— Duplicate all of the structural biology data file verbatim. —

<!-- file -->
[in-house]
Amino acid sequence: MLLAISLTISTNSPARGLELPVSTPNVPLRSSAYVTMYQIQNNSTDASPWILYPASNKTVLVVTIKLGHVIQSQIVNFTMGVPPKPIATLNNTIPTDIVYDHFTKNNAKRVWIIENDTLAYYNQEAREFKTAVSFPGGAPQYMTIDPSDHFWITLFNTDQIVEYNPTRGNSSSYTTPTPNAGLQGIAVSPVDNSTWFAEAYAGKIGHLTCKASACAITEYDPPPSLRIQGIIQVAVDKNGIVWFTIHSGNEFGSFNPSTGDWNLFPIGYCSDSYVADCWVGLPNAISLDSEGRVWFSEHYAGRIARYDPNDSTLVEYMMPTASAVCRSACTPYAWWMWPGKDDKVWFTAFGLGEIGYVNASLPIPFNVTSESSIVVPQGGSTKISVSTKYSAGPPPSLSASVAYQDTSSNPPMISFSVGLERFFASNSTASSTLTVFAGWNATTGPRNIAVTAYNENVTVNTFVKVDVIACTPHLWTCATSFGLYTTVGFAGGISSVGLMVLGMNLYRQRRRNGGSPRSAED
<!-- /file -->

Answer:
[in-house]
Amino acid sequence: MLLAISLTISTNSPARGLELPVSTPNVPLRSSAYVTMYQIQNNSTDASPWILYPASNKTVLVVTIKLGHVIQSQIVNFTMGVPPKPIATLNNTIPTDIVYDHFTKNNAKRVWIIENDTLAYYNQEAREFKTAVSFPGGAPQYMTIDPSDHFWITLFNTDQIVEYNPTRGNSSSYTTPTPNAGLQGIAVSPVDNSTWFAEAYAGKIGHLTCKASACAITEYDPPPSLRIQGIIQVAVDKNGIVWFTIHSGNEFGSFNPSTGDWNLFPIGYCSDSYVADCWVGLPNAISLDSEGRVWFSEHYAGRIARYDPNDSTLVEYMMPTASAVCRSACTPYAWWMWPGKDDKVWFTAFGLGEIGYVNASLPIPFNVTSESSIVVPQGGSTKISVSTKYSAGPPPSLSASVAYQDTSSNPPMISFSVGLERFFASNSTASSTLTVFAGWNATTGPRNIAVTAYNENVTVNTFVKVDVIACTPHLWTCATSFGLYTTVGFAGGISSVGLMVLGMNLYRQRRRNGGSPRSAED